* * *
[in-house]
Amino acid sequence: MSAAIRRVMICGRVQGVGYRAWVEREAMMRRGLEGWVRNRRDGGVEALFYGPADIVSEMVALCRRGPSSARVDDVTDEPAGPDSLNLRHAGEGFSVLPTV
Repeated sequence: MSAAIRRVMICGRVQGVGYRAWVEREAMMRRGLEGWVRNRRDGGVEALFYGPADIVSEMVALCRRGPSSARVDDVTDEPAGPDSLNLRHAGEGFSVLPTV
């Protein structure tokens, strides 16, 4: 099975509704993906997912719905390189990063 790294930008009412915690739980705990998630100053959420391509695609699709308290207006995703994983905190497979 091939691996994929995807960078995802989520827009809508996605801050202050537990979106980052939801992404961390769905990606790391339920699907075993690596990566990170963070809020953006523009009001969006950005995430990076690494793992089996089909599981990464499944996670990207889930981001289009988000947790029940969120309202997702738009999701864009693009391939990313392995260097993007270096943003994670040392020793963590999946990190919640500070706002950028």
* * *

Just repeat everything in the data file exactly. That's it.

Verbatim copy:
[in-house]
Amino acid sequence: MSAAIRRVMICGRVQGVGYRAWVEREAMMRRGLEGWVRNRRDGGVEALFYGPADIVSEMVALCRRGPSSARVDDVTDEPAGPDSLNLRHAGEGFSVLPTV
Repeated sequence: MSAAIRRVMICGRVQGVGYRAWVEREAMMRRGLEGWVRNRRDGGVEALFYGPADIVSEMVALCRRGPSSARVDDVTDEPAGPDSLNLRHAGEGFSVLPTV
């Protein structure tokens, strides 16, 4: 099975509704993906997912719905390189990063 790294930008009412915690739980705990998630100053959420391509695609699709308290207006995703994983905190497979 091939691996994929995807960078995802989520827009809508996605801050202050537990979106980052939801992404961390769905990606790391339920699907075993690596990566990170963070809020953006523009009001969006950005995430990076690494793992089996089909599981990464499944996670990207889930981001289009988000947790029940969120309202997702738009999701864009693009391939990313392995260097993007270096943003994670040392020793963590999946990190919640500070706002950028």